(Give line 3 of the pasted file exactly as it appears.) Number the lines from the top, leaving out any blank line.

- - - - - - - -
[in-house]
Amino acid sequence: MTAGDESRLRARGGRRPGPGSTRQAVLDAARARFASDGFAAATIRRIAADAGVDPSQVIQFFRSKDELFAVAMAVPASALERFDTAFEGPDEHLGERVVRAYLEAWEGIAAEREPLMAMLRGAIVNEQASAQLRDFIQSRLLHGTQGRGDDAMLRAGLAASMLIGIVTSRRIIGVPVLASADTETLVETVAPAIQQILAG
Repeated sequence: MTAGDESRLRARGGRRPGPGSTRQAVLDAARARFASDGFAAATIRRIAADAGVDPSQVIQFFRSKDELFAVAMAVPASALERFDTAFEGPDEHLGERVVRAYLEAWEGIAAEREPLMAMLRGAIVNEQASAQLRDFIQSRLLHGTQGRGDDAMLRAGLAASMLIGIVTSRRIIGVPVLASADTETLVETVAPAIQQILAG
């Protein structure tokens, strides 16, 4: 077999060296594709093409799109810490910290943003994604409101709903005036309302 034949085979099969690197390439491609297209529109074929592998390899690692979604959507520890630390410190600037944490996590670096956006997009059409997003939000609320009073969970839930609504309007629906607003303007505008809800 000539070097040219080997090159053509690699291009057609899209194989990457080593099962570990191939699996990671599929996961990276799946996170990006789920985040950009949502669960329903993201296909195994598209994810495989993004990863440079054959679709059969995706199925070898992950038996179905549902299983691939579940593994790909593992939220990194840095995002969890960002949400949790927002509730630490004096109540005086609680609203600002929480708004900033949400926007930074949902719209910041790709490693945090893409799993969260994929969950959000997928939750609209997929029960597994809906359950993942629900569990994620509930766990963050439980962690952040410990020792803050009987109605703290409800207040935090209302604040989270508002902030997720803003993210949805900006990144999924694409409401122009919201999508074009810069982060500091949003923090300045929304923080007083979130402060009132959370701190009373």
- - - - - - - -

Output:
Repeated sequence: MTAGDESRLRARGGRRPGPGSTRQAVLDAARARFASDGFAAATIRRIAADAGVDPSQVIQFFRSKDELFAVAMAVPASALERFDTAFEGPDEHLGERVVRAYLEAWEGIAAEREPLMAMLRGAIVNEQASAQLRDFIQSRLLHGTQGRGDDAMLRAGLAASMLIGIVTSRRIIGVPVLASADTETLVETVAPAIQQILAG